How Much of This Do We Need?
A while back, someone at Child_Lit wrote about her child who had run into one of those lists of classics students should read before entering college. Her daughter had gone over the list and noted that she hadn't read all that many of them. The mother had read far more at the same age. Mom's question to the group: Is reading YA literature cutting into young peoples' reading of classics?
Though not too many people were interested in discussing this, I thought it was an excellent question for a number of reasons.
1. Until recently, conventional wisdom was that people deep into their teenage years didn't read YA at all. It's only been with the big sales of books like The Sisterhood of the Traveling Pants that anyone has come to believe that teenagers read YA. So the question of whether or not reading YA cuts into reading time for other books would have to be a very new one.
2. If YA reading cuts into reading of the classics, so what? Should I care? Who decided that things like Around the World in Eighty Days and Ivanhoe are classics? Do such classics have something to say that is so life-enhancing that people need to read them and need to read them before they turn eighteen?
3. And what about the value of YA? Is it valuable enough to justify taking time from reading a so-called classic?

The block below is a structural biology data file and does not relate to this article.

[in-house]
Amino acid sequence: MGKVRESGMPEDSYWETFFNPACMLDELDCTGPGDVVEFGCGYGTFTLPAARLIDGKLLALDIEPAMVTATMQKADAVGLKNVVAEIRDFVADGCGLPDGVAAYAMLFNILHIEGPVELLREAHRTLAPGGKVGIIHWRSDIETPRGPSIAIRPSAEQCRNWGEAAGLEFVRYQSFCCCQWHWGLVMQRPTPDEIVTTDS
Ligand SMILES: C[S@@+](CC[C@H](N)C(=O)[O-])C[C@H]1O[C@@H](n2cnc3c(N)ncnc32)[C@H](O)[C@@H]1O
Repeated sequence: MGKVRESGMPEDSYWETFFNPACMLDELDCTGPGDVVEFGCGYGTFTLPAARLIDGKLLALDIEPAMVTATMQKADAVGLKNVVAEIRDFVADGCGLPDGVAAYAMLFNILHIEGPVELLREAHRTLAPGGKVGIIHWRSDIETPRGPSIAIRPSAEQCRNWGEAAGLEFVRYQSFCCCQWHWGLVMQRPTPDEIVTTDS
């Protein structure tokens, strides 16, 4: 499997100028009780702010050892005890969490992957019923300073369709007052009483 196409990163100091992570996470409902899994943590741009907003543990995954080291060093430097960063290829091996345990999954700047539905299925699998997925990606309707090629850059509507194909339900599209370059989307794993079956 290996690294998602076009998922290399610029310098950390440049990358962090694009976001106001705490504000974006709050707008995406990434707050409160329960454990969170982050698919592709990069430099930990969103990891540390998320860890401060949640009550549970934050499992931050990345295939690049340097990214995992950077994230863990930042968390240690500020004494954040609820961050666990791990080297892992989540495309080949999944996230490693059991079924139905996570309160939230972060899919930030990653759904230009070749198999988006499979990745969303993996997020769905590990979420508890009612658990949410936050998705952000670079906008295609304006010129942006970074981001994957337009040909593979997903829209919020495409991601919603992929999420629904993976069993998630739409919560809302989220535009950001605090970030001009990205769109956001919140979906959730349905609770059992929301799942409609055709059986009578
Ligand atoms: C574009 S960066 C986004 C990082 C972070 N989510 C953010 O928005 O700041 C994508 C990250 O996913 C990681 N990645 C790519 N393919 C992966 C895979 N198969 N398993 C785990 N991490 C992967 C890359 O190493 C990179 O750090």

Well, I'm going to argue that it does have value and enough value to justify stealing time away from reading, say, Northwest Passage. Here I go--
People, I believe, read because they are seeking a sense of community, of connection with others like themselves--the authors of the books they read or at least the characters in those books. They look for books about characters like themselves or characters they'd like to be like. They look for books about situations they've been in or want to be in or believe are important somehow. Reading is a process that causes the reader to change--we change somehow when we read and form that sense of community with the author. Everything I'm saying here has been influenced by my exposure to the work of an anthropologist named Victor Turner, whose theories about change and communitas spilled over into other fields in the 1970s and 1980s. I have only a vague understanding of what he was talking about, but I definitely believe that readers are seekers of this connection with. With this connection with others, we have some hope of achieving a better understanding of themselves.
And where will YA readers find this connection with others and understanding of themselves? In the works of Herman Melville and James Fenimore Cooper? I don't know about that. I do know that kids need to read about kids and YAs need to read about YAs. We're denying them something when we tell them that the only literature that has value is adult-oriented works on some list somewhere. Time has to be made for YAs to read YA literature.
And if that means they can't squeeze in reading The Mayor of Casterbridge, I just don't think that's going to do them any harm.
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